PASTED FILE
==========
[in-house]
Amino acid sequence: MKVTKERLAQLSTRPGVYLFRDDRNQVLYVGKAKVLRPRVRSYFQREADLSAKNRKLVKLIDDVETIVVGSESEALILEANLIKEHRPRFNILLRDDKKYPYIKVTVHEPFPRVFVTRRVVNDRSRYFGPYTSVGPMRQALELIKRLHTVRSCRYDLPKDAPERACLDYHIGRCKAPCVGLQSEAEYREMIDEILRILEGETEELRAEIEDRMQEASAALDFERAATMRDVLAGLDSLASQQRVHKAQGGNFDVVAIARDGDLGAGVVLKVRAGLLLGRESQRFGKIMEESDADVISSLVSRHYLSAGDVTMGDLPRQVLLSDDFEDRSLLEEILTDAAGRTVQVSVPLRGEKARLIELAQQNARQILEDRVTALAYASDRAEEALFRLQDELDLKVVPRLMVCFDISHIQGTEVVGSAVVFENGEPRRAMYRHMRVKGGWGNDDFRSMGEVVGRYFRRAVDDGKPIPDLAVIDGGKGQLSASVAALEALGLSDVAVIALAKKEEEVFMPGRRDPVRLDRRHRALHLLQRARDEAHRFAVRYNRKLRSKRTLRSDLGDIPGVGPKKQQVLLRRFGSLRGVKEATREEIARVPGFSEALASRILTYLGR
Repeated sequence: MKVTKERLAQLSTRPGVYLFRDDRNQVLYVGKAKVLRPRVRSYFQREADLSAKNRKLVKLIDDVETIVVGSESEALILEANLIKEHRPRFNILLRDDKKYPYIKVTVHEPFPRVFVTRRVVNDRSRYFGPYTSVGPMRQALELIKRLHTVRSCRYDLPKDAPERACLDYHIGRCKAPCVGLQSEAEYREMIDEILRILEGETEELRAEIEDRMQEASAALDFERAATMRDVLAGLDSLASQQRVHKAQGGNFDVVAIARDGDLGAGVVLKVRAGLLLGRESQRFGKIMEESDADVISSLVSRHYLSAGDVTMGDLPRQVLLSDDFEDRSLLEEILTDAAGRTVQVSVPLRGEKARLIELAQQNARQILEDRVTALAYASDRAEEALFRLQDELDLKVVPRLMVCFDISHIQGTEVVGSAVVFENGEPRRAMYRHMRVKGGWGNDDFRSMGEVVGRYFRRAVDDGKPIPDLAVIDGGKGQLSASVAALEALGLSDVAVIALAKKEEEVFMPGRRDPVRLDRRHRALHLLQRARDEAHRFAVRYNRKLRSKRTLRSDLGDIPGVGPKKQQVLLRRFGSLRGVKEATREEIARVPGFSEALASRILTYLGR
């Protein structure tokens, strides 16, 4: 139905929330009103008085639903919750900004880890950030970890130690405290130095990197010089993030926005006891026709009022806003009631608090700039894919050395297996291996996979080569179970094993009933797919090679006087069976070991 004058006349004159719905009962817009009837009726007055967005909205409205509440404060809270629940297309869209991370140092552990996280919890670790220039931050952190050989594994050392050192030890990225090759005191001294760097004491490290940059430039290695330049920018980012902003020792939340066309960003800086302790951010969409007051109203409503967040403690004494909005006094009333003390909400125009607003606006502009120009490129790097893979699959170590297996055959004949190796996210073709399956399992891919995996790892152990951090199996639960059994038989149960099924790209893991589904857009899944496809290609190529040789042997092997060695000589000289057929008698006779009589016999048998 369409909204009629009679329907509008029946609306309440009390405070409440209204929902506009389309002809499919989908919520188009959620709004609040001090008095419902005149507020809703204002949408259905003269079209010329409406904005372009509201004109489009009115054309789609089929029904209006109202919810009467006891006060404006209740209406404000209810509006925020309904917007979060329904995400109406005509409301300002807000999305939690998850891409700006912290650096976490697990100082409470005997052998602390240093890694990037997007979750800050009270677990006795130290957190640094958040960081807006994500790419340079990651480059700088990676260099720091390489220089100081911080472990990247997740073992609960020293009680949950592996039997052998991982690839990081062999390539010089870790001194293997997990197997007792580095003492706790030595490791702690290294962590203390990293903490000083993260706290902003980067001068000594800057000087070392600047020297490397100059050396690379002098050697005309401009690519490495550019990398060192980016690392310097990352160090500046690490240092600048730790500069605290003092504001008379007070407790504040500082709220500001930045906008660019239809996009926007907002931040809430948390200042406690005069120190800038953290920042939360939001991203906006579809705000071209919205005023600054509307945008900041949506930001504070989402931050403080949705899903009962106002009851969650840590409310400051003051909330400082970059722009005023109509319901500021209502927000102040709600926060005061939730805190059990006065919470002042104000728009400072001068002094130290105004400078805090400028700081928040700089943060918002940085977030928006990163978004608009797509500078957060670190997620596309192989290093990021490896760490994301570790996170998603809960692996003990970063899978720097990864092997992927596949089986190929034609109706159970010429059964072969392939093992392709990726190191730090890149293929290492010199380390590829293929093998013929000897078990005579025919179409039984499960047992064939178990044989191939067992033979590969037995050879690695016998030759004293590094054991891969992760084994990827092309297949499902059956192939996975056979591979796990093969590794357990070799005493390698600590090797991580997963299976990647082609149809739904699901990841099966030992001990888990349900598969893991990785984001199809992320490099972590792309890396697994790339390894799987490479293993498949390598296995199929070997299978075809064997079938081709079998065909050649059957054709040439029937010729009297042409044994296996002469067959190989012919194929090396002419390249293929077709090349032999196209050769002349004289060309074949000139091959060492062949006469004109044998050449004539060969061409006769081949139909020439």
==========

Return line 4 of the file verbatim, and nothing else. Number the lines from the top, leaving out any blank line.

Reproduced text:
């Protein structure tokens, strides 16, 4: 139905929330009103008085639903919750900004880890950030970890130690405290130095990197010089993030926005006891026709009022806003009631608090700039894919050395297996291996996979080569179970094993009933797919090679006087069976070991 004058006349004159719905009962817009009837009726007055967005909205409205509440404060809270629940297309869209991370140092552990996280919890670790220039931050952190050989594994050392050192030890990225090759005191001294760097004491490290940059430039290695330049920018980012902003020792939340066309960003800086302790951010969409007051109203409503967040403690004494909005006094009333003390909400125009607003606006502009120009490129790097893979699959170590297996055959004949190796996210073709399956399992891919995996790892152990951090199996639960059994038989149960099924790209893991589904857009899944496809290609190529040789042997092997060695000589000289057929008698006779009589016999048998 369409909204009629009679329907509008029946609306309440009390405070409440209204929902506009389309002809499919989908919520188009959620709004609040001090008095419902005149507020809703204002949408259905003269079209010329409406904005372009509201004109489009009115054309789609089929029904209006109202919810009467006891006060404006209740209406404000209810509006925020309904917007979060329904995400109406005509409301300002807000999305939690998850891409700006912290650096976490697990100082409470005997052998602390240093890694990037997007979750800050009270677990006795130290957190640094958040960081807006994500790419340079990651480059700088990676260099720091390489220089100081911080472990990247997740073992609960020293009680949950592996039997052998991982690839990081062999390539010089870790001194293997997990197997007792580095003492706790030595490791702690290294962590203390990293903490000083993260706290902003980067001068000594800057000087070392600047020297490397100059050396690379002098050697005309401009690519490495550019990398060192980016690392310097990352160090500046690490240092600048730790500069605290003092504001008379007070407790504040500082709220500001930045906008660019239809996009926007907002931040809430948390200042406690005069120190800038953290920042939360939001991203906006579809705000071209919205005023600054509307945008900041949506930001504070989402931050403080949705899903009962106002009851969650840590409310400051003051909330400082970059722009005023109509319901500021209502927000102040709600926060005061939730805190059990006065919470002042104000728009400072001068002094130290105004400078805090400028700081928040700089943060918002940085977030928006990163978004608009797509500078957060670190997620596309192989290093990021490896760490994301570790996170998603809960692996003990970063899978720097990864092997992927596949089986190929034609109706159970010429059964072969392939093992392709990726190191730090890149293929290492010199380390590829293929093998013929000897078990005579025919179409039984499960047992064939178990044989191939067992033979590969037995050879690695016998030759004293590094054991891969992760084994990827092309297949499902059956192939996975056979591979796990093969590794357990070799005493390698600590090797991580997963299976990647082609149809739904699901990841099966030992001990888990349900598969893991990785984001199809992320490099972590792309890396697994790339390894799987490479293993498949390598296995199929070997299978075809064997079938081709079998065909050649059957054709040439029937010729009297042409044994296996002469067959190989012919194929090396002419390249293929077709090349032999196209050769002349004289060309074949000139091959060492062949006469004109044998050449004539060969061409006769081949139909020439």